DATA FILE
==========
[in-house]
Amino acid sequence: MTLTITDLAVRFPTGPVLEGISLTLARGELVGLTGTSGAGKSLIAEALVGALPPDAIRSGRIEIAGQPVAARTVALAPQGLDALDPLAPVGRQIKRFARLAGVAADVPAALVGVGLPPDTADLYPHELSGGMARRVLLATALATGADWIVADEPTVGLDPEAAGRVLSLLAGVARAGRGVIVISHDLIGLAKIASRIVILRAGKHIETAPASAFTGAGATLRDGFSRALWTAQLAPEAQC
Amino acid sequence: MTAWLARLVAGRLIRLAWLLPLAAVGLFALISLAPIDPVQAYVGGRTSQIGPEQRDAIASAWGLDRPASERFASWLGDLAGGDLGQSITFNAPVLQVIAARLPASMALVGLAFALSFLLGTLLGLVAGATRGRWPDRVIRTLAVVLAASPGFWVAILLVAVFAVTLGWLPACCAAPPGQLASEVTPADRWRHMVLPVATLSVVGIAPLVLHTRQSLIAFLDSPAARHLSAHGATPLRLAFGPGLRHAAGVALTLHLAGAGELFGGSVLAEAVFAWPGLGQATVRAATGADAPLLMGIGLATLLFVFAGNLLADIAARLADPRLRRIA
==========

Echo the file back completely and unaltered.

[in-house]
Amino acid sequence: MTLTITDLAVRFPTGPVLEGISLTLARGELVGLTGTSGAGKSLIAEALVGALPPDAIRSGRIEIAGQPVAARTVALAPQGLDALDPLAPVGRQIKRFARLAGVAADVPAALVGVGLPPDTADLYPHELSGGMARRVLLATALATGADWIVADEPTVGLDPEAAGRVLSLLAGVARAGRGVIVISHDLIGLAKIASRIVILRAGKHIETAPASAFTGAGATLRDGFSRALWTAQLAPEAQC
Amino acid sequence: MTAWLARLVAGRLIRLAWLLPLAAVGLFALISLAPIDPVQAYVGGRTSQIGPEQRDAIASAWGLDRPASERFASWLGDLAGGDLGQSITFNAPVLQVIAARLPASMALVGLAFALSFLLGTLLGLVAGATRGRWPDRVIRTLAVVLAASPGFWVAILLVAVFAVTLGWLPACCAAPPGQLASEVTPADRWRHMVLPVATLSVVGIAPLVLHTRQSLIAFLDSPAARHLSAHGATPLRLAFGPGLRHAAGVALTLHLAGAGELFGGSVLAEAVFAWPGLGQATVRAATGADAPLLMGIGLATLLFVFAGNLLADIAARLADPRLRRIA